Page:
The annexe school was not forgotten in all this. We also went to all their end of year celebrations and enjoyed seeing how much the Lord is blessing the school there. We were even given a meal there. That was one of many we were offered in this time as we also went to parties for our 6th grade and 6th form.
In between all this we had school each day and it was in this time that a number of parents chose to come and share what they thought was wrong with the school! It wasn’t an easy time but we tried to make all feel welcome to come and to be listened to and to give an answer where possible. Some of the problems centred round our lack of English staff and especially a stable English staff. We would ask your prayers for more people to be called to join us who are willing to commit to more than just a few years with us. Other problems are now noted to be worked on for next year. Some families have taken their children out of school. One family went because he said we didn’t offer enough sports. Having also said the English wasn’t too good he then came back to say how he’d been congratulated on his children’s level of English in an American school. It seems you can’t win with some people although we have tried to meet with folks to help where we can.
Christmas seemed to come early to Paraguay and there are now no more Christmas services in the Anglican church this year! We had a big Christmas service in the Cathedral on Sunday night (16th) and 9 lessons and carols on Wednesday in the English church. Both were very well attended. In fact, the service in the cathedral was extra special for us as we saw quite a few of our ex pupils taking part in the service, in the music, reading, sound system and then giving the talk. It was like a dream come true to see our ex pupils so involved. They are the result of Patrick’s work in the Youth Encounters. Since his return Patrick has also led a big assembly once a month for the secondary. They go into the cathedral and it’s quite amazing to see the joy on the pupil’s faces as they join in there.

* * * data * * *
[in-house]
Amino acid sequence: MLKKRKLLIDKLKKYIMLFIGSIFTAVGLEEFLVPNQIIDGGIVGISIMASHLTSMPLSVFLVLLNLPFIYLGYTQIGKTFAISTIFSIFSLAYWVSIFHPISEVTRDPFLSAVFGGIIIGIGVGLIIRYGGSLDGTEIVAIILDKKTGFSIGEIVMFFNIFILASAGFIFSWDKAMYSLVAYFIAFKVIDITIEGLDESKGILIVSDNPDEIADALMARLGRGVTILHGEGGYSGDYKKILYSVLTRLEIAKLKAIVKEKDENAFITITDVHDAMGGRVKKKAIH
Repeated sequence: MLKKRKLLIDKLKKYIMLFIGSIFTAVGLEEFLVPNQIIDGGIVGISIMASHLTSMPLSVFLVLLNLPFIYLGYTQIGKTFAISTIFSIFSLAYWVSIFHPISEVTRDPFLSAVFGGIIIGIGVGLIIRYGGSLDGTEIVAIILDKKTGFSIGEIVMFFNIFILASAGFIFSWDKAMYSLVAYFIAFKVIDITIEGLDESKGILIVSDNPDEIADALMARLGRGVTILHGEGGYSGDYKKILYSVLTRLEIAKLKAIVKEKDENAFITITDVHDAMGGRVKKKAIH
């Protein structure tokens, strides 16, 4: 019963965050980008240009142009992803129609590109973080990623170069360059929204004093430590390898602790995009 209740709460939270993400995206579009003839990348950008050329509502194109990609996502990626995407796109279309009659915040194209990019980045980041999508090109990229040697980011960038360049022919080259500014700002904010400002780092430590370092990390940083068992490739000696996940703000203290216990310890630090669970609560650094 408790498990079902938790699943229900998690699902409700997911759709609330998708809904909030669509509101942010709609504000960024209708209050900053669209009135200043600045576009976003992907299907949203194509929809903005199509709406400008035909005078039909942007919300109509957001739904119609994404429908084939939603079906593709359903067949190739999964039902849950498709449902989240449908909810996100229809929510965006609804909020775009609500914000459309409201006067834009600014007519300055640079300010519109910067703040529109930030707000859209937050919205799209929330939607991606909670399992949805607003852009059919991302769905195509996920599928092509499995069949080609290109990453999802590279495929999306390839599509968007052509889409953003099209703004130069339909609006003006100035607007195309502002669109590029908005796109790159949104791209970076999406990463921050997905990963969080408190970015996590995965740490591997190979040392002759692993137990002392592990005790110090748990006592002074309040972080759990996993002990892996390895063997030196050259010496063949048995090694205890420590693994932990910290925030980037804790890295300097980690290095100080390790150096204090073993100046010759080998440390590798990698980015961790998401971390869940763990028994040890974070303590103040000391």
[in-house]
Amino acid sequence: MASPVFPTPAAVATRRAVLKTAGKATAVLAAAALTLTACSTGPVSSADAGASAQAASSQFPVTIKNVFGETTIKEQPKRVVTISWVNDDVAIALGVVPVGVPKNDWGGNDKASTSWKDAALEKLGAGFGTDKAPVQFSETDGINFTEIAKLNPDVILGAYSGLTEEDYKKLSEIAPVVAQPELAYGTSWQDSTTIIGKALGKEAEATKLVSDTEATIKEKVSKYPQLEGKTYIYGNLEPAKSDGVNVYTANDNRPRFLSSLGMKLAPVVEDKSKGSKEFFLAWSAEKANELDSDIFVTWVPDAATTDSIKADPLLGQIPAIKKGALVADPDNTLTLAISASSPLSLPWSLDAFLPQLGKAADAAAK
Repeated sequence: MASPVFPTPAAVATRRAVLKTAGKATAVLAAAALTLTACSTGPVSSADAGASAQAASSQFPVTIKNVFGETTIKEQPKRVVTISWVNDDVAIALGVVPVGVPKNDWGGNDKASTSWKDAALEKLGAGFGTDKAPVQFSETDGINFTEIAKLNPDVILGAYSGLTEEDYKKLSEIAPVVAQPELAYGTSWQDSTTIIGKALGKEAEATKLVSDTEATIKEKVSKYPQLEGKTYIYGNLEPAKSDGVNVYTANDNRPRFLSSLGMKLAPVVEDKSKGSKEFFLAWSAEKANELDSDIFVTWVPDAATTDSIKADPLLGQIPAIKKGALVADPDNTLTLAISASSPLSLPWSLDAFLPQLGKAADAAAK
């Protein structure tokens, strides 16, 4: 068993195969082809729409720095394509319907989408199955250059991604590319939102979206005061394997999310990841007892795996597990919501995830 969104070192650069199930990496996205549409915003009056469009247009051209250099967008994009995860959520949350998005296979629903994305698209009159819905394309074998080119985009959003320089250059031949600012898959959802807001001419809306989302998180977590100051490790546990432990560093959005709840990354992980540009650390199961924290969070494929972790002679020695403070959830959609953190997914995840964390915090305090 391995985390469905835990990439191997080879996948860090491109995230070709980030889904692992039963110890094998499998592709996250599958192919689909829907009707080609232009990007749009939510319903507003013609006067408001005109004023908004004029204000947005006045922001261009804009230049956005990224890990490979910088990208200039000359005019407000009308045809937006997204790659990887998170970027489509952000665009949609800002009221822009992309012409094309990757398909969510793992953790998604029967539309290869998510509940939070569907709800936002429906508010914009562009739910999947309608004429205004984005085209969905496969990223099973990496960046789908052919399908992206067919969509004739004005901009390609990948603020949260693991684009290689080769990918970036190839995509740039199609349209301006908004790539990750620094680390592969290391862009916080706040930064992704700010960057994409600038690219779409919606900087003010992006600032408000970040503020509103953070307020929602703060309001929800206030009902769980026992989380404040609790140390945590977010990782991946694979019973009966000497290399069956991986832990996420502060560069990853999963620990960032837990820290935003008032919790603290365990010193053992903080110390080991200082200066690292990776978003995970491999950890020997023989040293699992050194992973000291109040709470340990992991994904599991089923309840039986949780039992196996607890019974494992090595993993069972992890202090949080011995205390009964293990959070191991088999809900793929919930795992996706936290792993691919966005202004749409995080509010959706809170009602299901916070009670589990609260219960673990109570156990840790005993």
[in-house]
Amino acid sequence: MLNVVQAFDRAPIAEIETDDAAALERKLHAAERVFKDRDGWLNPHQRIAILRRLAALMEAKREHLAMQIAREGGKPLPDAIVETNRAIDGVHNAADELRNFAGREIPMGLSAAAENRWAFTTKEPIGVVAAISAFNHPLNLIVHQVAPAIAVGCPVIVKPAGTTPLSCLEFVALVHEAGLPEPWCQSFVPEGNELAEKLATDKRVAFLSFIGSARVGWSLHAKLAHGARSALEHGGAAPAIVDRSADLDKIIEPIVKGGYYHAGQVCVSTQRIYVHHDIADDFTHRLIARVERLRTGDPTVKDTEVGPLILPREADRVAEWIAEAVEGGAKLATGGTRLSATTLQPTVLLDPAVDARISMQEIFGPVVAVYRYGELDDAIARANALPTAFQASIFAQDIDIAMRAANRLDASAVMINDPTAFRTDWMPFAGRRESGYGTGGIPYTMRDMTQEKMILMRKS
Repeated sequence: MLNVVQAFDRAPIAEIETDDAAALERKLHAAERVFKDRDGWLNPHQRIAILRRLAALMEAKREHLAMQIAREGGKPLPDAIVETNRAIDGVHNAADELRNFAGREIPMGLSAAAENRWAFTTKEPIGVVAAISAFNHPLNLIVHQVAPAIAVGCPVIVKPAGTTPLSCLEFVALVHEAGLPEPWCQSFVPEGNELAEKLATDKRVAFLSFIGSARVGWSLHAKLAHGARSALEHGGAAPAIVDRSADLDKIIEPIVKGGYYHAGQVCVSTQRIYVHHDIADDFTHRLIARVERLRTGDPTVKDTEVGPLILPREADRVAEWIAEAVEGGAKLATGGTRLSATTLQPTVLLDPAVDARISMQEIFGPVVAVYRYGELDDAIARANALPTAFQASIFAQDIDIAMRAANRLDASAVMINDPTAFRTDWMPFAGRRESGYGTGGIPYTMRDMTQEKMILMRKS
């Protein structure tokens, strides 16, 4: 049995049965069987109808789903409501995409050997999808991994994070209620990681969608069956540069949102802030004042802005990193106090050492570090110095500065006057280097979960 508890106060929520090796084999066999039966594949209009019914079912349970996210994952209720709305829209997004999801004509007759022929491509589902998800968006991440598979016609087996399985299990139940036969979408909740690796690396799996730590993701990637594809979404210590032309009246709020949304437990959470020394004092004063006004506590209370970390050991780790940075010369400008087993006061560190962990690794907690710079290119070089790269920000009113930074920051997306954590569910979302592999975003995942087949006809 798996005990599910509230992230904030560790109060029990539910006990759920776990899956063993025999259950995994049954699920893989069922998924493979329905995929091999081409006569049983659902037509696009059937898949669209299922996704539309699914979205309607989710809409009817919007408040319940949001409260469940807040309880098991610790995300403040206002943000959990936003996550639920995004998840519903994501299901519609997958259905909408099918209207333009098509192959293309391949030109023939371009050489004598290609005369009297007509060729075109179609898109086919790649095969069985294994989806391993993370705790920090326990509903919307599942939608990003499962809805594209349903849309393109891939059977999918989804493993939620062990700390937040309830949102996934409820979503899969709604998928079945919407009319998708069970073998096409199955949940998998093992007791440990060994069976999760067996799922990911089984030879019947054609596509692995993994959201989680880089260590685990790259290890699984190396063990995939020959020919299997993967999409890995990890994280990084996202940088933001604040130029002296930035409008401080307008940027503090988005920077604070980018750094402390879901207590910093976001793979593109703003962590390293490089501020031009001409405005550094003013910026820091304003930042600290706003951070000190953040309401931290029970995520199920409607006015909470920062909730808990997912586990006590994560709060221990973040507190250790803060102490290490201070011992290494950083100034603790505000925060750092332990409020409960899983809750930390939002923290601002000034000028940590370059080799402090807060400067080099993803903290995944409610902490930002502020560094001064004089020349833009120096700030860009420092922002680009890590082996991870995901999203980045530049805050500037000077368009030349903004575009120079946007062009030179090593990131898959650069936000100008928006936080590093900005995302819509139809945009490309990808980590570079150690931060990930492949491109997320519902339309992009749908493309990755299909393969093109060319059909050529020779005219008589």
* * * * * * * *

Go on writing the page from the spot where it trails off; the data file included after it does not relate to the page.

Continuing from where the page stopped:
We are here for Christmas. The main celebration being tonight, Christmas Eve, but we are having a Christmas meal tomorrow with Irish Elaine and her boyfriend who’s here for a visit. On Wednesday we expect Claire to arrive from Concepcion and on Thursday we are off to the beach in Brazil for a week and Claire is coming with us. We hope to come back via Curitiba, a city in Brazil, but so far haven’t been successful in booking a hotel. Our animals are all fine and enjoying having us home a bit more although they don’t tend to understand holidays and still wake us at 6 am for breakfast! Olga will come as usual to look after them whilst we are away.
Thankyou to everyone for all your support and prayers. They really do mean a lot to us. We’d like to be able to thank you all for the Christmas cards too but we haven’t had any post from England for ages!! So, we have no English cards, nor the presents we know our families have posted! The last thing to arrive here was posted on Nov 11th so we are living in hope that our things will arrive soon!!
May the joy of the Lord be yours this Christmas and in the New year.
God Bless, Love from Mags and Gwen
Mission Paraguay sends teams of volunteers out to work alongside the Anglican Church in practical projects, community based work, childrens’ activities and social projects. In 2007 41 volunteers, backed by many churches and organizations, spent June to August working in and around Asuncion, Concepción and the Chaco. Many worked on projects started by previous teams and this report will provide an update on the work.
The report includes details on:
- Roque Alonso
- Esperanza Foster Home
- Concepción – Inmaculada
- Chaco – Para Todoi
- Childrens’ work
- Past projects – Yatnata and Zeballos Cue
- Mission Paraguay 2008
Download the full report with photo. (9MB PDF)
Paraguay gets under your skin. It is a subtle thing, something to do with the place (vast expanses of palm trees and swamps, and dusty cities) and it is something to do with the poverty that you see, in its varied forms, wherever you go. But mostly, I think, it is to do with the people. The people I met were warm hearted; they approached us as friends. They demonstrated their faithfulness and love for God by greeting us as family members. They challenged my understanding of reliance on prayer for every aspect of their lives.
Sarah Holman who worked at Concepción
Let’s give thanks that the proposed degree course at FEISA, the Anglican Training College for Early Years Teachers in Paraguay, has been accepted and approved. Please pray for a good intake of students for its commencement next year, and for rest and refreshment for Head Estela de López and her staff during the summer recess.
God’s work in Paraguay
“Make every effort to keep the unity of the Spirit through the bond of peace. There is one body and one Spirit-just as you were called to one hope when you were called-one Lord, one faith, one baptism, one God and Father of all, who is over all and through all and in all.”